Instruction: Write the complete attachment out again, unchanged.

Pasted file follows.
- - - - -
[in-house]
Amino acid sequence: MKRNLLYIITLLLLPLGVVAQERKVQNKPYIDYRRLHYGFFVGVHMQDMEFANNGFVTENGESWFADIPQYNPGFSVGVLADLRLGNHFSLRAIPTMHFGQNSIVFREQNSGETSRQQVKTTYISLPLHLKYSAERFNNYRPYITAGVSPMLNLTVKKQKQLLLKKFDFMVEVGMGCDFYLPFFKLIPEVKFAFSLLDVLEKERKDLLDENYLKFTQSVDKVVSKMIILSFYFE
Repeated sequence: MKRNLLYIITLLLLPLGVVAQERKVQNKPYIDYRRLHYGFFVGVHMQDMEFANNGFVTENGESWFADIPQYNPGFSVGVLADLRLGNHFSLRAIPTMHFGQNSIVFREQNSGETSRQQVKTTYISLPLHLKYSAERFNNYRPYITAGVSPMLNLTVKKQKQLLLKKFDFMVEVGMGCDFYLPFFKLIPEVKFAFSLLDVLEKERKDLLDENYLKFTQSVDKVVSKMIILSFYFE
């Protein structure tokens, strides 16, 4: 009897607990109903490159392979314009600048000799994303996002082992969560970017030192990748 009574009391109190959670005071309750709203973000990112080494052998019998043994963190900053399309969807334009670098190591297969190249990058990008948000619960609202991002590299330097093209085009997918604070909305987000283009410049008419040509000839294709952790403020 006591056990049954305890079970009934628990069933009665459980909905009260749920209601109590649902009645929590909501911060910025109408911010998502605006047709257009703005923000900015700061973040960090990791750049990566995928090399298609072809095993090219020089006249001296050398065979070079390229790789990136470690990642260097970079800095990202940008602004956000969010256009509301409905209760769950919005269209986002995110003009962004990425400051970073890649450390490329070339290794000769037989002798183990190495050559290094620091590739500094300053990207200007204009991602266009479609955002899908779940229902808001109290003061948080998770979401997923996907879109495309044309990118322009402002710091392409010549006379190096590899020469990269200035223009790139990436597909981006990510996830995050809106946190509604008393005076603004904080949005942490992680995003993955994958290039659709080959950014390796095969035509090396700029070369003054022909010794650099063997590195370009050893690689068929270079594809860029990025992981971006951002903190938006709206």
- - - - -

[in-house]
Amino acid sequence: MKRNLLYIITLLLLPLGVVAQERKVQNKPYIDYRRLHYGFFVGVHMQDMEFANNGFVTENGESWFADIPQYNPGFSVGVLADLRLGNHFSLRAIPTMHFGQNSIVFREQNSGETSRQQVKTTYISLPLHLKYSAERFNNYRPYITAGVSPMLNLTVKKQKQLLLKKFDFMVEVGMGCDFYLPFFKLIPEVKFAFSLLDVLEKERKDLLDENYLKFTQSVDKVVSKMIILSFYFE
Repeated sequence: MKRNLLYIITLLLLPLGVVAQERKVQNKPYIDYRRLHYGFFVGVHMQDMEFANNGFVTENGESWFADIPQYNPGFSVGVLADLRLGNHFSLRAIPTMHFGQNSIVFREQNSGETSRQQVKTTYISLPLHLKYSAERFNNYRPYITAGVSPMLNLTVKKQKQLLLKKFDFMVEVGMGCDFYLPFFKLIPEVKFAFSLLDVLEKERKDLLDENYLKFTQSVDKVVSKMIILSFYFE
């Protein structure tokens, strides 16, 4: 009897607990109903490159392979314009600048000799994303996002082992969560970017030192990748 009574009391109190959670005071309750709203973000990112080494052998019998043994963190900053399309969807334009670098190591297969190249990058990008948000619960609202991002590299330097093209085009997918604070909305987000283009410049008419040509000839294709952790403020 006591056990049954305890079970009934628990069933009665459980909905009260749920209601109590649902009645929590909501911060910025109408911010998502605006047709257009703005923000900015700061973040960090990791750049990566995928090399298609072809095993090219020089006249001296050398065979070079390229790789990136470690990642260097970079800095990202940008602004956000969010256009509301409905209760769950919005269209986002995110003009962004990425400051970073890649450390490329070339290794000769037989002798183990190495050559290094620091590739500094300053990207200007204009991602266009479609955002899908779940229902808001109290003061948080998770979401997923996907879109495309044309990118322009402002710091392409010549006379190096590899020469990269200035223009790139990436597909981006990510996830995050809106946190509604008393005076603004904080949005942490992680995003993955994958290039659709080959950014390796095969035509090396700029070369003054022909010794650099063997590195370009050893690689068929270079594809860029990025992981971006951002903190938006709206």